Sesshū spent about 20 years in Kyoto and then went to the Yamaguchi prefecture to become the chief priest of the Unkoku Temple. At that time it began to be named Sesshū ("snow boat").
Yamaguchi was the place where many Japanese expeditions began in China, and perhaps Sesshū's choice for the city was dictated by his desire to visit that country. He received an invitation from the Iuchi family, the masters of Yamaguchi and one of the most powerful families in Japan, and joined a commercial trip; in 1468 he set foot on the shores of South China. His duties were to buy Chinese artwork for wealthy Japanese patrons, as well as to visit and study in Chinese Zen temples. Although the artist was disappointed with the art of the Ming Dynasty, he was profoundly interested in Chinese nature and temples. He was quickly recognized as an essential artist in China, and a contemporary source indicates that he may have received an order from the Imperial Palace in Beijing.
Sesshū remained in China until 1469, after which he returned to Japan and lived in the Inita prefecture in Kyūshū where he founded his own studio. He was involved in painting and teaching and often traveled to different regions of Japan.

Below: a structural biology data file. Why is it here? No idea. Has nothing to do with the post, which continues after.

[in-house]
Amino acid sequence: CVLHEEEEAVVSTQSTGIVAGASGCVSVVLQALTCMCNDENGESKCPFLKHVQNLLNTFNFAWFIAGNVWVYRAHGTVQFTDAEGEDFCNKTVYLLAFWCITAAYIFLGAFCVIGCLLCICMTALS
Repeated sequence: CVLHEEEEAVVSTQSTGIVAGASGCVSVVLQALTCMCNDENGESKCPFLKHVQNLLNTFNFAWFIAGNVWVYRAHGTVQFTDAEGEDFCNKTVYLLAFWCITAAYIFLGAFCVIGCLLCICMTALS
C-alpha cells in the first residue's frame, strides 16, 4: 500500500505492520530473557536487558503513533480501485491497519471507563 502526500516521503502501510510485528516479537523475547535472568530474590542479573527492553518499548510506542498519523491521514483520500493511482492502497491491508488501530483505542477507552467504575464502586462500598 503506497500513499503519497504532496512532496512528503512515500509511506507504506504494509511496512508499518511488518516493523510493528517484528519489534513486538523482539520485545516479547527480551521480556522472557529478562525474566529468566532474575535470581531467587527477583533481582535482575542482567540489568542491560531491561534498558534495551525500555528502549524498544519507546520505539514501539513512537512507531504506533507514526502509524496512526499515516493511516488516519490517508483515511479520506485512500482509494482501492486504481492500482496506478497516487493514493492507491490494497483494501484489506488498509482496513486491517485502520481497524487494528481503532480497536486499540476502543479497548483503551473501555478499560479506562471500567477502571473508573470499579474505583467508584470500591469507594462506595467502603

In 1486 Sesshū returned to Yamaguchi. Many of his existing works date back to the last years of his life. Although the many works of this period bear a signature, name or seal of Sesshū, only a few of them can certainly be attributed to him.
Perhaps the master's most important survival work is the so-called Long Scroll of Landscapes: a 15-meter scroll depicting the four seasons in the spring-summer-autumn-winter sequence. As is customary for the period, the style and technique in this work are heavily influenced by the Chinese paintings of the Song Dynasty, especially the works of Xia Gui. However, Sesshū changed the Chinese model by introducing a more pronounced contrast between light and shadow, thicker, heavier lines and a flattering effect of space.
There are two large landscape scrolls attributed to Sesshū. The smaller "Four Seasons" scroll shows features similar to those of Sansui Chokan, with more free technique. View of Ama-no-Hashidate, painted shortly before the artist's death, is a radical departure from the Chinese tradition: the painting presents a realistic bird-eye view of a particular landscape.